When Jeremy Hunt stood up in the House of Commons at 12:36pm on Wednesday 22 November, he presided over a tax code which runs to 21,000 pages of text and 10 million words. By the time he stood down an hour later, he had added several thousand new words to those voluminous texts and had done precious little to simplify them. But he had given some hope that the unremitting economic gloom of recent times might lift.
On Monday, the prime minister had told us that, now that the dragon of rampant inflation was slain (though it is still running at a not insignificant 4.6 percent), it was time to cut taxes. But was that complacency? Bank of England Governor Andrew Bailey seemed to think so on Tuesday. Nevertheless, rumours circulated that Mr Hunt would have enough “fiscal headroom” to cut national insurance contributions (NICs – which Johnson-Sunak were so keen to raise just 18 months ago) and to raise the thresholds for the higher rate of income tax and for inheritance tax. The £325,000 inheritance tax threshold has not been raised since the Brown-Darling fiscal duo was in charge in 2009.
In the event, the rabbit plucked from the top hat came towards the end of a jaunty oration. NICs for employees will be cut from 12 percent to 10 percent on 06 January next year. About 27 million working people will see an increase in their pay packets thereafter. That will cost the government about £9 billion. Moreover, Britain’s 12.6 million pensioners will get the full triple lock 8.5 percent uplift, worth an additional £900 a year – but then they don’t pay NICs, so will not benefit from the cut in NIC rates. Philip Hammond, when Mrs May’s Chancellor, wanted to align NICs paid by the self-employed with those paid by employees; Mr Hunt has maintained most of the differential by cutting Class 4 NICs from nine to eight percent. But then Britain’s band of self-employed people – the model army of our supposedly flexible labour market – has reduced in number by about 700,000 since the pandemic.
There was not much on Wednesday about expenditure – but there will have to be spending cuts of between two and four percent going forward. In the age of polycrisis, governments are under constant pressure to splash the cash whenever problems arise. During the pandemic, the temporary Test and Trace apparatus cost more than the Royal Navy. And we clearly need a more robust defence budget. (Why do our two spanking aircraft carriers have so few serviceable combat aircraft?).
Over the last year, the UK government has been called upon to pay people’s gas bills – and it has generously obliged. The state has become a kind of emergency cash machine. At the same time, there are swathes of government, such as courts, prisons and probation, that are desperate for cash. Consider that 11 local authorities in England have gone bankrupt since 2018. No doubt the scope of government spending cuts will become clearer in the spring budget, expected next March.
Messrs. Sunak and Hunt do not believe, as proponents of the Laffer Curve do, that tax cuts pay for themselves. Generally, if they cut taxes, they must cut spending. But when tax revenues are more robust than expected, there are ways to ease the pain for taxpayers – at least temporarily.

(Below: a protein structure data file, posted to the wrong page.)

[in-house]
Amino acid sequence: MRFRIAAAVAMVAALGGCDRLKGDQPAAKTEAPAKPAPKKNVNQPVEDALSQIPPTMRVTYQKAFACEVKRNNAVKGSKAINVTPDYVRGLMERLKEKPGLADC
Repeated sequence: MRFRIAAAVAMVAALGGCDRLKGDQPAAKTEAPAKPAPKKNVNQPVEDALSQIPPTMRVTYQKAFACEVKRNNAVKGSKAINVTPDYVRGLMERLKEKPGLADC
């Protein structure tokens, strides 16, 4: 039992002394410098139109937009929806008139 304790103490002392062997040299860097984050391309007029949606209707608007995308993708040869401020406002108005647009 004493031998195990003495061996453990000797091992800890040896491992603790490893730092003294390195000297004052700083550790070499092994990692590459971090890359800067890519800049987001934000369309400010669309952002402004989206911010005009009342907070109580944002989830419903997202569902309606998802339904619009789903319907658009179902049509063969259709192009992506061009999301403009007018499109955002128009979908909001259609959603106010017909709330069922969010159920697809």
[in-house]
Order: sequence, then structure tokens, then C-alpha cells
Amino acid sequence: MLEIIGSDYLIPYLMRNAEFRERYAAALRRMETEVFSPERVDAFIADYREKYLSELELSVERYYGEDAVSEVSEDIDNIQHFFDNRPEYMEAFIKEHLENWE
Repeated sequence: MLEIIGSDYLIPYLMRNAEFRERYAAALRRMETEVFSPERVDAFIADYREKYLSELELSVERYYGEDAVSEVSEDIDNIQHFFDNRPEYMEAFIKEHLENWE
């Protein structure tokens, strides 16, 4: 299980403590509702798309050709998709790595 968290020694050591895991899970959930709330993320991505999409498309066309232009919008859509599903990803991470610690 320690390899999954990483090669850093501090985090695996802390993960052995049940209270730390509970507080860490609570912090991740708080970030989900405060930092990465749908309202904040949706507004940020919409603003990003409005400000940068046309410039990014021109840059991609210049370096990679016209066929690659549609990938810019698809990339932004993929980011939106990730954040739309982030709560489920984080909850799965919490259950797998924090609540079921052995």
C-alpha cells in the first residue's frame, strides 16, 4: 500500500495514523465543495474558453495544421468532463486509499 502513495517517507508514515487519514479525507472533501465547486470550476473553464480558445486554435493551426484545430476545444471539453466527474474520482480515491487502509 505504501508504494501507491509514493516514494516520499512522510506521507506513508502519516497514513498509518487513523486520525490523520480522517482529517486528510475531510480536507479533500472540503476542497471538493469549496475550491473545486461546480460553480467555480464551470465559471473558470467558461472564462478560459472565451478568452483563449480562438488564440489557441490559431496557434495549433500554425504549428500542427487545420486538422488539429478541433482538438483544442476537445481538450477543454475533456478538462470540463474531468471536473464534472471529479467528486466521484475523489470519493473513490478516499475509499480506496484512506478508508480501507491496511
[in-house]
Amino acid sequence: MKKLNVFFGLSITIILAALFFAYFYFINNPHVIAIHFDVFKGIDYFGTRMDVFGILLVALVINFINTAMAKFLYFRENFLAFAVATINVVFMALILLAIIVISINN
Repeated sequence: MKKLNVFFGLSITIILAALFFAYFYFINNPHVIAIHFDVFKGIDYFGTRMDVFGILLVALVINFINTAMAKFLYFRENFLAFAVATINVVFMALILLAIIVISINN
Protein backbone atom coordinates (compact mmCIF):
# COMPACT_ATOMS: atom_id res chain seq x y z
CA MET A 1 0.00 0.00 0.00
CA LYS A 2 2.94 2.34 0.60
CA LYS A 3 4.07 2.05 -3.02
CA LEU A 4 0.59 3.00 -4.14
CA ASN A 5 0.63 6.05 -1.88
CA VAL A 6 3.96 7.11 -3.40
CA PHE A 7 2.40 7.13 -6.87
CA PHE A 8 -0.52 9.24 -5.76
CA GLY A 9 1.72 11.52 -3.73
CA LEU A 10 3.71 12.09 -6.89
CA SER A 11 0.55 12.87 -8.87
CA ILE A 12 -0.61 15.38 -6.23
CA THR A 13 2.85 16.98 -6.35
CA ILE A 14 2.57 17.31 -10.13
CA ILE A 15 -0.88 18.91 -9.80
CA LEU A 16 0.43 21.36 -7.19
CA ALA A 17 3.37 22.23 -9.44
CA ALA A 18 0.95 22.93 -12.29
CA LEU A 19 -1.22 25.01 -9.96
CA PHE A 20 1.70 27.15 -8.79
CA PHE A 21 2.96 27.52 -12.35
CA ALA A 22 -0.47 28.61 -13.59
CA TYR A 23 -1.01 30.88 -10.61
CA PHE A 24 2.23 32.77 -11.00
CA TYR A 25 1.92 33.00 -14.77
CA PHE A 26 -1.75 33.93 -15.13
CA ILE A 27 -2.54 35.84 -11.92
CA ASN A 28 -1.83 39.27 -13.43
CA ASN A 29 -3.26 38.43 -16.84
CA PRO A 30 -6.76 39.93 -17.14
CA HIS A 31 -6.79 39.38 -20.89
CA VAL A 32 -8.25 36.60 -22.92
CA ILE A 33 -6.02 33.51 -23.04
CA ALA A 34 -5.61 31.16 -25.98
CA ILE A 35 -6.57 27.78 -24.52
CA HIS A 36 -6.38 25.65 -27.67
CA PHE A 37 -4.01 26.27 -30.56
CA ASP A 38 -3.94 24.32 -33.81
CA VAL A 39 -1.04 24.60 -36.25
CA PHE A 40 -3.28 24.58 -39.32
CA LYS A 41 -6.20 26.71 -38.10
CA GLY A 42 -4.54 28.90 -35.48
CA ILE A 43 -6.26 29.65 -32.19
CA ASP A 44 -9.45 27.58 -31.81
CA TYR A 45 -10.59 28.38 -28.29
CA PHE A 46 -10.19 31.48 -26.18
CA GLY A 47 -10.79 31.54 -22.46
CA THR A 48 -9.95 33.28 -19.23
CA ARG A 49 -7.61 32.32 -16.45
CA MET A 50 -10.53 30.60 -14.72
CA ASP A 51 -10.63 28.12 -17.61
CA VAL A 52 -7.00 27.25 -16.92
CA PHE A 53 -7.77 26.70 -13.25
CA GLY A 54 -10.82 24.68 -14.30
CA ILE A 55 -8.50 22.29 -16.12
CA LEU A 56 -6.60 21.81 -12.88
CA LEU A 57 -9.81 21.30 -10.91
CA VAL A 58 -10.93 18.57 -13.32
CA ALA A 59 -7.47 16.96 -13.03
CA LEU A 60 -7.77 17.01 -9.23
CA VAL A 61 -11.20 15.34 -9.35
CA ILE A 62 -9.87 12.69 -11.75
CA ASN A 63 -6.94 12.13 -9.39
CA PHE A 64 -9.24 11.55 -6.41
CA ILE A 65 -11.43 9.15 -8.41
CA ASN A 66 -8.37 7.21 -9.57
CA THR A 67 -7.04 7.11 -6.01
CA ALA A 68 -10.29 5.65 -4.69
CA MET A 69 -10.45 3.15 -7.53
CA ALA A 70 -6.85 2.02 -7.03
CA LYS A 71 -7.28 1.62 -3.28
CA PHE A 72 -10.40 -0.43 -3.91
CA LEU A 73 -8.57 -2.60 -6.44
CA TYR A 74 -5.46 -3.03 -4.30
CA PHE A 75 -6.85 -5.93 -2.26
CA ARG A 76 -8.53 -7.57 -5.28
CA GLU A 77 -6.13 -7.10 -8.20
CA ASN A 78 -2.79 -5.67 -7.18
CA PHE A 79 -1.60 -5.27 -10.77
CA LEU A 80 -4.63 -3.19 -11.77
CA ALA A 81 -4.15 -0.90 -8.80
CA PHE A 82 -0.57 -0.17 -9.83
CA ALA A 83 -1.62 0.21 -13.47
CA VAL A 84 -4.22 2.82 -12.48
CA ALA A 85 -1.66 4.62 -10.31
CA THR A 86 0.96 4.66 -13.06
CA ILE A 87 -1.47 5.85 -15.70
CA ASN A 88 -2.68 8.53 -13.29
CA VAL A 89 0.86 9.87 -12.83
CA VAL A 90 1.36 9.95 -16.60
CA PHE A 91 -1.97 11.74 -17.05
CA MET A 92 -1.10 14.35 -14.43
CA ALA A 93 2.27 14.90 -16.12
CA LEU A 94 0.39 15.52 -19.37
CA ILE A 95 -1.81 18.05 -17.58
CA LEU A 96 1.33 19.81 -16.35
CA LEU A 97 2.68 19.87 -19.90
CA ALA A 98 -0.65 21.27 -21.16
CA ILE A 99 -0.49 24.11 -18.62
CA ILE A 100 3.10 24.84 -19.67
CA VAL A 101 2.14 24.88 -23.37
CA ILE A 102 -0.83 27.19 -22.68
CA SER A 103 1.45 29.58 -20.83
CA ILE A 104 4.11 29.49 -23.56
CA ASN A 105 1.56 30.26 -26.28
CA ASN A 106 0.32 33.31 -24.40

On Tuesday we learnt that government interest costs for October amounted to £7.5 billion – about half as much again as the bill of £4.5 billion in October last year. Money is no longer available for free or nearly-free as rates revert to historically “normal” levels – as was always going to happen. The cost of servicing the government’s stock of debt will exceed £90 billion this year – more than the cost of any government spending department except health and pensions.
Despite Mr Hunt’s upbeat delivery, the real story is that government finances across the west are under pressure as debt service costs rise – as I discussed last week. BlackRock, one of America’s largest asset managers, thinks that benchmark US borrowing costs will hover around 5.5 percent for the next five years. Government bond prices have dropped on both sides of the Atlantic of late (and thus bond yields have risen) as investors have decided that interest rates will have to remain at least at current levels for longer to dampen stubbornly entrenched inflation.
That said, the OBR believes that the UK debt-to-GDP ratio is on a gently downward trajectory, though it will remain above 90 percent until at least the end of the decade. Estimates for economic growth have been downgraded for 2024 and 2025. Next year, the economy will grow by just 0.7 percent, the OBR thinks. That is the real challenge: the higher the growth number, the easier it is to reduce debt.
The number of people classified as economically inactive rose by 63,000 in Q2 2023 and has climbed by nearly half a million since the onset of the pandemic in the first quarter of 2020. There are 2.6 million people in the UK who are outside the labour market because of long-term sickness or disability. And yet there are still nearly a million unfilled job vacancies across the economy. It has been glaringly obvious for some time that public finances demand that health-related economic inactivity be reduced. But how?